The Economic Development Board: Birth by Forceps or Stillborn?

The EDB could become a key player in the future development of Mauritius if only its implementation is done within the framework of good governance principles

One of the most interesting proposals included in the last budget was probably the one about setting up an Economic Development Board (EDB). It was the nearest we could have come to a Ministry of Economic Planning and Development – an institution whose mission would provide, among other things, for taking a medium to long term view of the national economic development trajectory by providing a framework for streamlining our national economic priorities.

According to Gerard Sanspeur, who is generally viewed as one of the godfathers of this project, the EDB would have essentially four objectives: supply strategic thinking and institutional support to ensure more coherence in economic policy; promote Mauritius as a platform for competitive manufacturing as well as a services export hub; market Brand Mauritius, and handhold foreign direct investments into as well as from Mauritius. In order to achieve these objectives, the EDB would be born out of the merger of several institutions (Board of Investment, Enterprise Mauritius, Financial services Promotion Agency, etc.,) which are presently individually engaged in similar promotional and facilitation activities.

The idea of setting up such an organization is obviously not new in the local political context and has been mooted in some form or the other ever since the Ministry of Economic Planning and its adjunct the Economic Planning Unit were foolishly abolished. The MMM had peddled, in its heydays as a socialist leftist party, the concept of a powerful Planning Commission tasked with streamlining public and private investments. More recently, in 1995, the Labour party had instituted a “Policy Unit” under the PMO. In practice this turned out to be more of an advisory body for the Prime Minister and seems to have suffered from the absence of the kind of clout needed for it to be an effective operational unit. Not to mention the fact that the then MMM ally did not particularly appreciate the people who had been appointed to lead the institution.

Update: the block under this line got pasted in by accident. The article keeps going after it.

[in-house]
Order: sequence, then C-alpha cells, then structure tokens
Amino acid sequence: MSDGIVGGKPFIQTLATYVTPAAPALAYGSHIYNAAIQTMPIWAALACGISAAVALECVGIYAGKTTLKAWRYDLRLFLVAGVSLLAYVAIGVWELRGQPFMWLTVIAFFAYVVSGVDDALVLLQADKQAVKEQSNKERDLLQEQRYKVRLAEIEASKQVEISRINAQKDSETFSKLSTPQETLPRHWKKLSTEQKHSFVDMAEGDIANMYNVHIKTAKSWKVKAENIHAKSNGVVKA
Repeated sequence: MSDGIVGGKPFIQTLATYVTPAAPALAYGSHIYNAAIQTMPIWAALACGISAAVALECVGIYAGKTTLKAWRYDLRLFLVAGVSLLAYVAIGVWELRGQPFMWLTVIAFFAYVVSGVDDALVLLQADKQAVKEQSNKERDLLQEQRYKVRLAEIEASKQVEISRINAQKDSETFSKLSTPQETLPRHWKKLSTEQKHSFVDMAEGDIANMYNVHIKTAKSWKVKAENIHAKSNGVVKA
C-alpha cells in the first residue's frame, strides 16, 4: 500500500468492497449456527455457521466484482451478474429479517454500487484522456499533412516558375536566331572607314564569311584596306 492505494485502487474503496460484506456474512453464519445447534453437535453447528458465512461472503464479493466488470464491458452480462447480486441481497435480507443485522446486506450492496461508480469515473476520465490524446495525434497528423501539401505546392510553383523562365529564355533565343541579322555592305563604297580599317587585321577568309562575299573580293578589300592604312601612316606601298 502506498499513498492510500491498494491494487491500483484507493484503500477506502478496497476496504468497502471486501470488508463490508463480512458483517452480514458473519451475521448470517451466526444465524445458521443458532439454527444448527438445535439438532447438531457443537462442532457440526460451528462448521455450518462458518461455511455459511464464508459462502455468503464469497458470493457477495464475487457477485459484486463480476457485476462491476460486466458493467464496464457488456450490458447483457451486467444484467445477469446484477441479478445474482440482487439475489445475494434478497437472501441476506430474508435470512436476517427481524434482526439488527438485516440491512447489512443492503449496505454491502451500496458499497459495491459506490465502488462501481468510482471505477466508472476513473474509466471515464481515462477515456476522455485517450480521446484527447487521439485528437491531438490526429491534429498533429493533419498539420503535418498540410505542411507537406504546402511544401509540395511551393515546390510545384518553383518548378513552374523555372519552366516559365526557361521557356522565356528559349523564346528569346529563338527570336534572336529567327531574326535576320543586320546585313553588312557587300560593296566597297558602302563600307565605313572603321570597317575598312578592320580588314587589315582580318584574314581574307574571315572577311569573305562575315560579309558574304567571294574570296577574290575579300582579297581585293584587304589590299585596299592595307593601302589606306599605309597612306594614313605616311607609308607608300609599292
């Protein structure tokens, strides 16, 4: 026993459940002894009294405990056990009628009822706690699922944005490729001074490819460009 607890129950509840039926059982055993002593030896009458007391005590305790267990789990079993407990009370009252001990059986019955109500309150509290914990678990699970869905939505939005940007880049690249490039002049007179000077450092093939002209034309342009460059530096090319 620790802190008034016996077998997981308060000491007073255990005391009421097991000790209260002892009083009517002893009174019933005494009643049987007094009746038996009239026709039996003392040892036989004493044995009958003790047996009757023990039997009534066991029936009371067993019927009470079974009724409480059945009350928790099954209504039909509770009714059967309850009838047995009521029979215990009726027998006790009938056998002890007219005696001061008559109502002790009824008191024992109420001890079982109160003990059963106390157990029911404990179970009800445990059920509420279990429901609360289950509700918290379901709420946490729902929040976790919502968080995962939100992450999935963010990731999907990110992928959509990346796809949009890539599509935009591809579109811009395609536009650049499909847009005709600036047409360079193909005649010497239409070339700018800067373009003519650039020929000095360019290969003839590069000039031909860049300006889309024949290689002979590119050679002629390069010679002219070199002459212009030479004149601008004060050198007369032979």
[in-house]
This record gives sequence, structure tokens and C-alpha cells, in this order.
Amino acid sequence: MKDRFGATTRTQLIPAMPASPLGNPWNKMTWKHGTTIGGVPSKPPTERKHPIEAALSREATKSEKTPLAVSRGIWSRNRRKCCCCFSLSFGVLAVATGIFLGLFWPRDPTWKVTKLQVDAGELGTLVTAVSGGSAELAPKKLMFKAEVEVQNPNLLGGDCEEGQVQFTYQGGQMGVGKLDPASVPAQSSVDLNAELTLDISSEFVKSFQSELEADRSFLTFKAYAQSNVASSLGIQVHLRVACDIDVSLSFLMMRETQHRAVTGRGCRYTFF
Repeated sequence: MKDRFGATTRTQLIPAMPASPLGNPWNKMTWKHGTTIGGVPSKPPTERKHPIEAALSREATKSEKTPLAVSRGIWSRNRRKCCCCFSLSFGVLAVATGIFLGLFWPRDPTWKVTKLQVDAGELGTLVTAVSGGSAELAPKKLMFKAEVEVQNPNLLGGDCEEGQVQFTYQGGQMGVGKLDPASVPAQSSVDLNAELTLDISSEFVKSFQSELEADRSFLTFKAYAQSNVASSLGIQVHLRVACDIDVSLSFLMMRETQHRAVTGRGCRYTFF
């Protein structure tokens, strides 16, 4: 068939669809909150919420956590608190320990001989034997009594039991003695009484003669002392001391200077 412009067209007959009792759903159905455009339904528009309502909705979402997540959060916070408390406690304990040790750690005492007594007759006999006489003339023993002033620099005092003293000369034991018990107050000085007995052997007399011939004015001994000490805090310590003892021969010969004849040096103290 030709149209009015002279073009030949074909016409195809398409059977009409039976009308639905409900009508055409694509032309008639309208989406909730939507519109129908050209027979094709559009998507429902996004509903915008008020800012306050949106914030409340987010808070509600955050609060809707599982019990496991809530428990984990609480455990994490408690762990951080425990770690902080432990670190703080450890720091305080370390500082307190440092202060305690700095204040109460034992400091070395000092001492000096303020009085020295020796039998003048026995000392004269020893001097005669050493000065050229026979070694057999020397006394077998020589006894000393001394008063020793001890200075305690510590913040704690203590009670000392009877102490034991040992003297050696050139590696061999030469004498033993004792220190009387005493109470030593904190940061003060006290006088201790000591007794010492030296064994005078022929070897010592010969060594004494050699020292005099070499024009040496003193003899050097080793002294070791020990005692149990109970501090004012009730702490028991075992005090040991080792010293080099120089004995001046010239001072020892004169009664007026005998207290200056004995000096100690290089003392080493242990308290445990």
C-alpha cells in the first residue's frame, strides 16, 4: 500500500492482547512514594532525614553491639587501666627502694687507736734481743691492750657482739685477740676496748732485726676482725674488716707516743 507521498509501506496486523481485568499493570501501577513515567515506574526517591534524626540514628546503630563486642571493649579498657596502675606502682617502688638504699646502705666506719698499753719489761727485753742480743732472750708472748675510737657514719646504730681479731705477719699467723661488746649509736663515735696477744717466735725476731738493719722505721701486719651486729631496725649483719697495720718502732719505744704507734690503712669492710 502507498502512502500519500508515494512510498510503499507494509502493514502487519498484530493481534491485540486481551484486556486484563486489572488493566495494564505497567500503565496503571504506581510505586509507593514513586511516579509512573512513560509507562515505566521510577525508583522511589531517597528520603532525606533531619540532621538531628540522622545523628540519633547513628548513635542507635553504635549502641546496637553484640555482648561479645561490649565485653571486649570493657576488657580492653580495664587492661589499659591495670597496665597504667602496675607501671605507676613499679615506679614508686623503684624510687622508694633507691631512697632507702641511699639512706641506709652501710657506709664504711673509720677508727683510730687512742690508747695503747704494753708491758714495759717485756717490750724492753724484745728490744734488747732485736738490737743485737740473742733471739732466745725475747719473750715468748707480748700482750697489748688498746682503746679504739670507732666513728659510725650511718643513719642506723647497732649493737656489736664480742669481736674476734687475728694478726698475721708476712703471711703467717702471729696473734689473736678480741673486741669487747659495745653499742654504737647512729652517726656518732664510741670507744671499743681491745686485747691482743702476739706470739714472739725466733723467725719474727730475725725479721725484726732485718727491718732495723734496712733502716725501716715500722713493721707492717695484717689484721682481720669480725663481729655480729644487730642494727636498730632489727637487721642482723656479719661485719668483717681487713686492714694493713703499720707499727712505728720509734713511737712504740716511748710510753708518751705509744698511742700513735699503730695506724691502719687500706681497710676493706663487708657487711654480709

One suspects that in spite of the varying circumstances and economic environment in which they have been flagged, these attempts have often failed to take off for more or less similar reasons. First and foremost among these is the negative sentiment that these attempts always seem to incite among Ministers who fear that their privileges and scope of action would necessarily be encroached upon by such institutions. Indeed the introduction of such high level policy making bodies in an environment where a Cabinet system of government prevails is bound to be very tricky because the demarcation of lines of authority and reporting are seldom clearly defined.

Furthermore, Ministers sitting in Cabinet are elected representatives of the people and tend to view any delegation of powers to a “non-elective” institution with suspicion. A blatant case of such displacement of the centre of gravity of decision-making was severely censured in the highly critical Chilcot Report of Inquiry on the decision of Britain to join the Iraq war. It strongly condemned the process whereby the then Labour Prime Minister, Tony Blair, had bypassed his Cabinet and had instead opted for ad-hoc group meetings with selected Ministers without formal minutes and proper recording of proceedings.